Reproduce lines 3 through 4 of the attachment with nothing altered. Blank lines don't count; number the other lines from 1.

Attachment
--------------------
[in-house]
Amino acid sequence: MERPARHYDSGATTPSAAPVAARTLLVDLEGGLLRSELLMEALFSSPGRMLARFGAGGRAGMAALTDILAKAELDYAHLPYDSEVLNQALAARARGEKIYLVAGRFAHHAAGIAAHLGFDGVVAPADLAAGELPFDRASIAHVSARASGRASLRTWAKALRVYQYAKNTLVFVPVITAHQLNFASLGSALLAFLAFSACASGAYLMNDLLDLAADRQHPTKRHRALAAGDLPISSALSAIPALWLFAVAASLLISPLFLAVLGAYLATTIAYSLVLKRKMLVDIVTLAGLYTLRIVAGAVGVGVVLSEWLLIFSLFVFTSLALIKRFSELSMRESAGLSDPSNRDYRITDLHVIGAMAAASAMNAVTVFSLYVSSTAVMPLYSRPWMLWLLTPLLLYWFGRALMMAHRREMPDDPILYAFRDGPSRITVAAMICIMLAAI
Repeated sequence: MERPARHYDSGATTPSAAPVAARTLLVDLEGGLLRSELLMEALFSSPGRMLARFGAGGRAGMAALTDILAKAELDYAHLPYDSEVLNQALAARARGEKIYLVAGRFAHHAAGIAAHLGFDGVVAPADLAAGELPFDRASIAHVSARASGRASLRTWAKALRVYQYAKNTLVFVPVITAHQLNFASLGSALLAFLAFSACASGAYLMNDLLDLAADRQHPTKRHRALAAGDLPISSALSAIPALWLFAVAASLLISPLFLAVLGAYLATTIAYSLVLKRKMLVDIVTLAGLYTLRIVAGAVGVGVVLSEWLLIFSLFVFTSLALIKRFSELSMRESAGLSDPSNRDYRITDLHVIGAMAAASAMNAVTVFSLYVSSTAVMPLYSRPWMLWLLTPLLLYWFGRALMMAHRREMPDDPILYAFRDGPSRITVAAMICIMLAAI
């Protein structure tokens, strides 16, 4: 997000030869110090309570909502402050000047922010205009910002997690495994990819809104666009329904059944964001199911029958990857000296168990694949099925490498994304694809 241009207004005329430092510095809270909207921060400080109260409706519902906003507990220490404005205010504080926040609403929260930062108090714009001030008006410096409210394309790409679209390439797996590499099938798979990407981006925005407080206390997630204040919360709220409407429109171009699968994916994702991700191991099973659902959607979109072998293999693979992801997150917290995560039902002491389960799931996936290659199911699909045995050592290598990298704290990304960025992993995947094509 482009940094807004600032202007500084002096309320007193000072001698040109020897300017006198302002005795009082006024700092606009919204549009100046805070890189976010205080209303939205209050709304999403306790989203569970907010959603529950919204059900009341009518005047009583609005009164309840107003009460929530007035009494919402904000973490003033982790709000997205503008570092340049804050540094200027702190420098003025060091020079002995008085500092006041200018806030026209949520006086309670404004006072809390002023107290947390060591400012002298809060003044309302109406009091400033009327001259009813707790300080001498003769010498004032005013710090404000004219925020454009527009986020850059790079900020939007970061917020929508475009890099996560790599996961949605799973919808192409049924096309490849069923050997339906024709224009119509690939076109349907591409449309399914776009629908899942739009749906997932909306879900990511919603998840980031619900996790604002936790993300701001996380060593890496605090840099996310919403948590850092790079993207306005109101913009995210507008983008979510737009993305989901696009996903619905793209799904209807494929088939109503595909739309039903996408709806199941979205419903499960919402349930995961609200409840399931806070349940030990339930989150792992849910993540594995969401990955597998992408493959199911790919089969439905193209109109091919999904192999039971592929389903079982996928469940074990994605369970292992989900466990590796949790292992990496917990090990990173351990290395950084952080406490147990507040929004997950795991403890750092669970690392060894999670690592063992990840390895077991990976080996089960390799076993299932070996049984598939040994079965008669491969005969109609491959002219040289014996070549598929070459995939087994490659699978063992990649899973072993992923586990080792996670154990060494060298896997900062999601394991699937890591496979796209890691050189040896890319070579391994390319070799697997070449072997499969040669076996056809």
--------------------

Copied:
Repeated sequence: MERPARHYDSGATTPSAAPVAARTLLVDLEGGLLRSELLMEALFSSPGRMLARFGAGGRAGMAALTDILAKAELDYAHLPYDSEVLNQALAARARGEKIYLVAGRFAHHAAGIAAHLGFDGVVAPADLAAGELPFDRASIAHVSARASGRASLRTWAKALRVYQYAKNTLVFVPVITAHQLNFASLGSALLAFLAFSACASGAYLMNDLLDLAADRQHPTKRHRALAAGDLPISSALSAIPALWLFAVAASLLISPLFLAVLGAYLATTIAYSLVLKRKMLVDIVTLAGLYTLRIVAGAVGVGVVLSEWLLIFSLFVFTSLALIKRFSELSMRESAGLSDPSNRDYRITDLHVIGAMAAASAMNAVTVFSLYVSSTAVMPLYSRPWMLWLLTPLLLYWFGRALMMAHRREMPDDPILYAFRDGPSRITVAAMICIMLAAI
């Protein structure tokens, strides 16, 4: 997000030869110090309570909502402050000047922010205009910002997690495994990819809104666009329904059944964001199911029958990857000296168990694949099925490498994304694809 241009207004005329430092510095809270909207921060400080109260409706519902906003507990220490404005205010504080926040609403929260930062108090714009001030008006410096409210394309790409679209390439797996590499099938798979990407981006925005407080206390997630204040919360709220409407429109171009699968994916994702991700191991099973659902959607979109072998293999693979992801997150917290995560039902002491389960799931996936290659199911699909045995050592290598990298704290990304960025992993995947094509 482009940094807004600032202007500084002096309320007193000072001698040109020897300017006198302002005795009082006024700092606009919204549009100046805070890189976010205080209303939205209050709304999403306790989203569970907010959603529950919204059900009341009518005047009583609005009164309840107003009460929530007035009494919402904000973490003033982790709000997205503008570092340049804050540094200027702190420098003025060091020079002995008085500092006041200018806030026209949520006086309670404004006072809390002023107290947390060591400012002298809060003044309302109406009091400033009327001259009813707790300080001498003769010498004032005013710090404000004219925020454009527009986020850059790079900020939007970061917020929508475009890099996560790599996961949605799973919808192409049924096309490849069923050997339906024709224009119509690939076109349907591409449309399914776009629908899942739009749906997932909306879900990511919603998840980031619900996790604002936790993300701001996380060593890496605090840099996310919403948590850092790079993207306005109101913009995210507008983008979510737009993305989901696009996903619905793209799904209807494929088939109503595909739309039903996408709806199941979205419903499960919402349930995961609200409840399931806070349940030990339930989150792992849910993540594995969401990955597998992408493959199911790919089969439905193209109109091919999904192999039971592929389903079982996928469940074990994605369970292992989900466990590796949790292992990496917990090990990173351990290395950084952080406490147990507040929004997950795991403890750092669970690392060894999670690592063992990840390895077991990976080996089960390799076993299932070996049984598939040994079965008669491969005969109609491959002219040289014996070549598929070459995939087994490659699978063992990649899973072993992923586990080792996670154990060494060298896997900062999601394991699937890591496979796209890691050189040896890319070579391994390319070799697997070449072997499969040669076996056809």